Science and Culture of Nepal

In 2000, there were more than 4.9 million students (more than 43% were girls), who accounted for more than 140,000 teachers (half were qualified teachers). There are 5 higher education institutions. The largest (about 6 thousand teachers, more than 140 thousand students, of which more than 60 thousand study in two-year courses) and the oldest (1959) is the University. Tribhuvan. 14% of students in Nepal study exact and natural sciences.

According to topschoolsintheusa, the Royal Nepal Academy of Science and Technology (established in 1982) is the main academic center for research in the exact and natural sciences. The Royal Academy of Nepal (founded in 1957) oversees culture, art, linguistics, history, and literature. The most important scientific centers are the universities of Nepal.

The art of Nepal was mainly associated with religious themes. The oldest stupas of Bodhnath and Swayambhunath (near Kathmandu), built in the 3rd century BC, have survived. BC. (later rebuilt). Their most characteristic detail is the “Buddha eyes”, looking at all four cardinal points (the “third eye” is located at the level of the eyebrows). Pagodas became widespread (some experts believe that pagodas appeared in Nepal). Some of the temples end with a “shikhara”. In the 15th-18th centuries temples were erected in Nepal, in which the features of Indian and Chinese art were bizarrely combined. The Pashupatinath complex of Hindu temples in Kathmandu is famous (construction began in the 13th century). Only in the Kathmandu Valley (included by UNESCO in the list of places of world cultural significance) more than 2,500 large temples and monuments have been preserved. Of the secular buildings, the Palace of 55 Windows (Bhaktapur, late 17th century) and the Singh Darbar Palace in Kathmandu (early 20th century) are of the greatest interest. Nepalese monuments, especially from the period of the 16th-18th centuries, are distinguished by unusually skillful woodcarving.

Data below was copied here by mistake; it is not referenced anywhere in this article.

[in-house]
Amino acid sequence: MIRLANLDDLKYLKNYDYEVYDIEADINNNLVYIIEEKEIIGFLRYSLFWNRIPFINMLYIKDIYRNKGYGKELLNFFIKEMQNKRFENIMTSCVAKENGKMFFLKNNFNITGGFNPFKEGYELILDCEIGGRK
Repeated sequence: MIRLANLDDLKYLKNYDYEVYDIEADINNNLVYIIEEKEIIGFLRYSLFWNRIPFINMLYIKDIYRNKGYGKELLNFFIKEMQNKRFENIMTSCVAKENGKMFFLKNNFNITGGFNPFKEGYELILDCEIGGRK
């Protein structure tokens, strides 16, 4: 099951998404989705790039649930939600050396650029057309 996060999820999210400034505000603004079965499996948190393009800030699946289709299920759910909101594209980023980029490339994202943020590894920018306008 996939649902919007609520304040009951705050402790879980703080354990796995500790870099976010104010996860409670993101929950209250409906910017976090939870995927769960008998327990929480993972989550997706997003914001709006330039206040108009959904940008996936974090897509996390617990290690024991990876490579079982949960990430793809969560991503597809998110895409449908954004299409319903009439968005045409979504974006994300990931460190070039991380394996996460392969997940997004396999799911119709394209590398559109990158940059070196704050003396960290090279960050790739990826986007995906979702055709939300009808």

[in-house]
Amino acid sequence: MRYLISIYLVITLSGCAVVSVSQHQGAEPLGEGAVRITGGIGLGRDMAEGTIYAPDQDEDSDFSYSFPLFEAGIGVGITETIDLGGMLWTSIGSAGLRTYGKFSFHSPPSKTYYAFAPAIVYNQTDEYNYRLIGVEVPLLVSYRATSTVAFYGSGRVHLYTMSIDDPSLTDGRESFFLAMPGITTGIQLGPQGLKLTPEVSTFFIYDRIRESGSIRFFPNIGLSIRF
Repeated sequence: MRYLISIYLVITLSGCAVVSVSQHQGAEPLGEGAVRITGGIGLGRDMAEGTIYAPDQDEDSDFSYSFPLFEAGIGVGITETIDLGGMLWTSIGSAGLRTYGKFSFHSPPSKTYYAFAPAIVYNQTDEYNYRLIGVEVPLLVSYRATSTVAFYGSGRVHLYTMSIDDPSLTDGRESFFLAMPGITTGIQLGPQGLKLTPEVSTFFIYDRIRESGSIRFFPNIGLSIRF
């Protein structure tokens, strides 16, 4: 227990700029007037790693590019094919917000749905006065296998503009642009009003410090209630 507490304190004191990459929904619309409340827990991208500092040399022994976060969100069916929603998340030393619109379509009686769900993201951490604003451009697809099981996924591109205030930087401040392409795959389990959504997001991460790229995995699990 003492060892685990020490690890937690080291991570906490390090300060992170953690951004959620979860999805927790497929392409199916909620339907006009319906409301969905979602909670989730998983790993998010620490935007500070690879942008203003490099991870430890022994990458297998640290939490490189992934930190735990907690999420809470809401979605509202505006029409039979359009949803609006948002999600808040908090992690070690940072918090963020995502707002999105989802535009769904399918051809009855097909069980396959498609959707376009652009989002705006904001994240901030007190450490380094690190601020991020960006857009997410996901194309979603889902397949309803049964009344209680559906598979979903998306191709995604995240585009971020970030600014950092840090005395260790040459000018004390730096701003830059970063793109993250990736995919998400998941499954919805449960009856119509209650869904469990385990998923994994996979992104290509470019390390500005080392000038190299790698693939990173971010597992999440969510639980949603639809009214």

Many examples of ancient sculpture (from the 1st century), close to Indian art, remain. Initially, they were usually made of stone. After the 9th c. more and more bronze figures appear, usually depicting gods and heroes. Many works are made in the style of the tantric school. Most of the figurines are covered with a soft reddish patina. Medieval art reached its peak in the 15th-18th centuries, when bronze sculpture, which had almost completely supplanted stone sculpture, became even more perfect. There are also excellent examples of stone sculpture from the 17th and 18th centuries.

The earliest surviving paintings date back to the 10th-11th centuries. (miniatures of manuscripts). In medieval painting, the influence of the Indian (Rajput and Mongolian) and Tibetan schools (thangka) is noticeable. It also reaches its peak towards the end of the Malla dynasty. Modern painting, as a rule, is characterized by imitations of European and Indian schools.

Until the 15th century literature (religious texts) was created in Sanskrit. In the Kathmandu valley, during the years of the Malla dynasty, secular literature began to develop, especially poetry and dramaturgy. After the unification of Nepal, literature in the Nepalese language appears, but works in Newar gradually disappear. The poetry of Bhanubhakta Acharya (1812–68) and the writings of Motiram Bhatta (1866–96) played an important role in the development of Nepalese literature. In the 20th century the most significant literary phenomena were the poetry of L.P. Devkota (1909-59), Lekhnatha Poudyala (1884-1965), Siddhicharana Shresthi (1912-92), Madhava Ghimmire (born 1919), dramaturgy Bala Krishna “Sama” (Shamsher Jang Bahadur Rana) (1902-81), prose B.P. Koirala (1914–82), the first prime minister to come to power after democratic elections. From the beginning 20th century Newar literature develops again.

Education of Nepal